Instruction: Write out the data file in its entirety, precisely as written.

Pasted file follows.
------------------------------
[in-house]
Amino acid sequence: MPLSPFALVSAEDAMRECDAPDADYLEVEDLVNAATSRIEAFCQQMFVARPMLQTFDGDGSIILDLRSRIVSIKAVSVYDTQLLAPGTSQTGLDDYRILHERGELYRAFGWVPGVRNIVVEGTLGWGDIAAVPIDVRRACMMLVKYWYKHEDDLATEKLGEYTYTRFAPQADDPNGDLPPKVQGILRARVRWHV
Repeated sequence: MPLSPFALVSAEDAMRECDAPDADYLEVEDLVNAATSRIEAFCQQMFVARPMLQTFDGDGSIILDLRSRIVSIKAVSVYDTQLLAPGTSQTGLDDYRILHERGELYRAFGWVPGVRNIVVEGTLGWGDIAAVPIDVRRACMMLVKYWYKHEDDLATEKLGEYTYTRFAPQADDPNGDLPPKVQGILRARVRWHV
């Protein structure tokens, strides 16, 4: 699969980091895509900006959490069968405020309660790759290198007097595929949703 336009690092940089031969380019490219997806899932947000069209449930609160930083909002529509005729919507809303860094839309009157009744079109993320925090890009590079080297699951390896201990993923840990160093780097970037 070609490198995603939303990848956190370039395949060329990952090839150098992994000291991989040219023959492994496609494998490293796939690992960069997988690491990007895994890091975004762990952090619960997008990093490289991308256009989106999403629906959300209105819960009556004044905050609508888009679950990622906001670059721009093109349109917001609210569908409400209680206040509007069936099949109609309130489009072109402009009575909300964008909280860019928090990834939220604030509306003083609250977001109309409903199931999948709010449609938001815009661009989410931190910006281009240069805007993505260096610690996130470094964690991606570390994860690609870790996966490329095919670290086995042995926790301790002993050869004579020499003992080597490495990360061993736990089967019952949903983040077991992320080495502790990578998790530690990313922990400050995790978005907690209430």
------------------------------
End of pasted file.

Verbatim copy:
[in-house]
Amino acid sequence: MPLSPFALVSAEDAMRECDAPDADYLEVEDLVNAATSRIEAFCQQMFVARPMLQTFDGDGSIILDLRSRIVSIKAVSVYDTQLLAPGTSQTGLDDYRILHERGELYRAFGWVPGVRNIVVEGTLGWGDIAAVPIDVRRACMMLVKYWYKHEDDLATEKLGEYTYTRFAPQADDPNGDLPPKVQGILRARVRWHV
Repeated sequence: MPLSPFALVSAEDAMRECDAPDADYLEVEDLVNAATSRIEAFCQQMFVARPMLQTFDGDGSIILDLRSRIVSIKAVSVYDTQLLAPGTSQTGLDDYRILHERGELYRAFGWVPGVRNIVVEGTLGWGDIAAVPIDVRRACMMLVKYWYKHEDDLATEKLGEYTYTRFAPQADDPNGDLPPKVQGILRARVRWHV
């Protein structure tokens, strides 16, 4: 699969980091895509900006959490069968405020309660790759290198007097595929949703 336009690092940089031969380019490219997806899932947000069209449930609160930083909002529509005729919507809303860094839309009157009744079109993320925090890009590079080297699951390896201990993923840990160093780097970037 070609490198995603939303990848956190370039395949060329990952090839150098992994000291991989040219023959492994496609494998490293796939690992960069997988690491990007895994890091975004762990952090619960997008990093490289991308256009989106999403629906959300209105819960009556004044905050609508888009679950990622906001670059721009093109349109917001609210569908409400209680206040509007069936099949109609309130489009072109402009009575909300964008909280860019928090990834939220604030509306003083609250977001109309409903199931999948709010449609938001815009661009989410931190910006281009240069805007993505260096610690996130470094964690991606570390994860690609870790996966490329095919670290086995042995926790301790002993050869004579020499003992080597490495990360061993736990089967019952949903983040077991992320080495502790990578998790530690990313922990400050995790978005907690209430």